On June 19, 2020, the Internal Revenue Services (“IRS”) provided additional guidance in Notice 2020-50 (the “Notice”) regarding coronavirus-related distributions (“CRDs”) and participant loan relief under the Coronavirus Aid, Relief, and Economic Security Act (“CARES Act”). The Notice follows previous guidance issued by the IRS regarding CRDs and participant loans under the CARES Act.
Clarifications Regarding CRDs
Definition of Qualified Individual
The CARES Act defines a “qualified individual” as a plan participant who has been diagnosed with COVID-19, has a spouse or dependent who has been diagnosed with COVID-19, or has experienced adverse financial consequences due to being quarantined, furloughed or laid off, or having work hours reduced, being unable to work due to a lack of childcare, or closing or a reduction of hours of a business owned by the participant due to COVID-19.
The Notice expands the definition of a “qualified individual” to include a plan participant who experiences adverse financial consequences as a result of the following:
- Having a reduction in pay, a job offer rescinded, or a start date for a job delayed due to COVID-19;
- As a result of COVID-19, a spouse or other member of the participant’s household (defined as anyone sharing the individual’s principal residence) being quarantined, furloughed or laid off, or having work hours reduced, being unable to work due to a lack of childcare, having a reduction in pay, or having a job offer rescinded or start date for a job delayed; or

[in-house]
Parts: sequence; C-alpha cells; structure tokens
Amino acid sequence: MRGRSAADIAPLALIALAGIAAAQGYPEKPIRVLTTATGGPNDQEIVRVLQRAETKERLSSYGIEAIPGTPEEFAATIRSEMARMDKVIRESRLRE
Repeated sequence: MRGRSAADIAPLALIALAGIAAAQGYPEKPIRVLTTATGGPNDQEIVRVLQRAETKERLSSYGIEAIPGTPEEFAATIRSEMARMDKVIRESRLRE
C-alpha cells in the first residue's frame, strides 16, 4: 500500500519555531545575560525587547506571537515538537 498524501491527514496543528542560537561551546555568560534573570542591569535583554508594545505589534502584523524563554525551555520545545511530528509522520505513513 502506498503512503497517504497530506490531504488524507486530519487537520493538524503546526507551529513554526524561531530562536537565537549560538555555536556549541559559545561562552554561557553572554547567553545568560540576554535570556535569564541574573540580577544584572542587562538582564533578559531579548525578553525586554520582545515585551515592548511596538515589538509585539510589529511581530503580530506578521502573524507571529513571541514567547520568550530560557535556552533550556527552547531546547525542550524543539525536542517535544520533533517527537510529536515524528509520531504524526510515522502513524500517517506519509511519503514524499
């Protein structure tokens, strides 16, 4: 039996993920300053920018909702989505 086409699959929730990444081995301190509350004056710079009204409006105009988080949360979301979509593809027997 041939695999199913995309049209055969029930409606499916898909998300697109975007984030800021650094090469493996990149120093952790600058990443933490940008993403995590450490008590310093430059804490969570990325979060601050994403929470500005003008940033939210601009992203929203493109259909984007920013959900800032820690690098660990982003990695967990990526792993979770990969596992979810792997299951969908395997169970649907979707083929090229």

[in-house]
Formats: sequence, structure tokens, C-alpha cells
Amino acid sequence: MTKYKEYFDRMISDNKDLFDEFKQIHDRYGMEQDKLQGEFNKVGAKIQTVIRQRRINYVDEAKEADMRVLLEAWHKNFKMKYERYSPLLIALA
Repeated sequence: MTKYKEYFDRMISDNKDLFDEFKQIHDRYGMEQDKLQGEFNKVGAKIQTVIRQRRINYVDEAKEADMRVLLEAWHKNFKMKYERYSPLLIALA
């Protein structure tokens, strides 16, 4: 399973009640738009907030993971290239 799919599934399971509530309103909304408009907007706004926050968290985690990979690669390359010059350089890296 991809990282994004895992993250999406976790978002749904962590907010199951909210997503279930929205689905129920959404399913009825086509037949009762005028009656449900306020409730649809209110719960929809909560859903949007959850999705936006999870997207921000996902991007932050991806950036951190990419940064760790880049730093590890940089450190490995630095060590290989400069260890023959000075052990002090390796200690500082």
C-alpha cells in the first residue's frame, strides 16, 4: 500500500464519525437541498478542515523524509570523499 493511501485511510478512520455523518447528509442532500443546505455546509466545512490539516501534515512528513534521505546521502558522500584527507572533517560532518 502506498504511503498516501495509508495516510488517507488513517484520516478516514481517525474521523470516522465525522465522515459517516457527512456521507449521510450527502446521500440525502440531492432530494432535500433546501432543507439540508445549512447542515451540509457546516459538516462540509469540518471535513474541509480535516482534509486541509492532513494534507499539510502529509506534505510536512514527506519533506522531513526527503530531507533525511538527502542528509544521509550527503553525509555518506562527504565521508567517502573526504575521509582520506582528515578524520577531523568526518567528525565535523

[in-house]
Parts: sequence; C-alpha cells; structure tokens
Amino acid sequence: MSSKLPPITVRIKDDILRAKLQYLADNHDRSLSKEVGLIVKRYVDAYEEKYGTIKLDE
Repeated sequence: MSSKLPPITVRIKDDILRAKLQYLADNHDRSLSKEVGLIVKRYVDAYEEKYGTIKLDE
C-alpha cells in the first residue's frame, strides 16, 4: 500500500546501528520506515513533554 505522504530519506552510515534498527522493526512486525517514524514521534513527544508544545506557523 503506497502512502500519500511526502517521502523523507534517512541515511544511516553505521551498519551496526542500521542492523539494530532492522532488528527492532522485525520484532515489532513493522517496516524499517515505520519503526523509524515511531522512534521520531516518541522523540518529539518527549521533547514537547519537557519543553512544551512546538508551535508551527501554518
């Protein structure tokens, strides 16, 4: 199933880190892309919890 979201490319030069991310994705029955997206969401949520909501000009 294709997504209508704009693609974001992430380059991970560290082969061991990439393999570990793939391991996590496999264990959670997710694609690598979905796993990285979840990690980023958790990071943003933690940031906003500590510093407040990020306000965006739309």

- Closing or a reduction of hours of a business owned by the individual’s spouse or member of the individual’s household due to COVID-19.
Amount of CRD Need Not Be Limited to Specific Need
The Notice clarifies that the amount of a CRD is not limited to amounts withdrawn solely to meet a financial need arising from COVID-19. Thus, a qualified individual may receive a CRD without regard to the individual’s need for the funds and the amount of the distribution may exceed the individual’s COVID-19-related financial need.
Plan Administration and CRDs
The CARES Act allows a plan administrator to rely on a participant’s self-certification regarding eligibility for a CRD, provided the administrator does not have actual knowledge that the individual does not qualify. The Notice clarifies that administrators do not have an obligation to investigate whether the participant’s certification is accurate. Instead, the “actual knowledge” requirement is limited to situations where the administrator already possesses sufficient information to determine the accuracy of the participant’s certification.
The Notice provides that a plan is not required to offer a qualified individual a direct rollover with respect to a CRD and the plan administrator is not required to provide a notice of general rollover requirements to the participant or withhold 20% of the distribution (as is usually required for distributions that are eligible for rollover).
Plan Acceptance of CRD Recontribution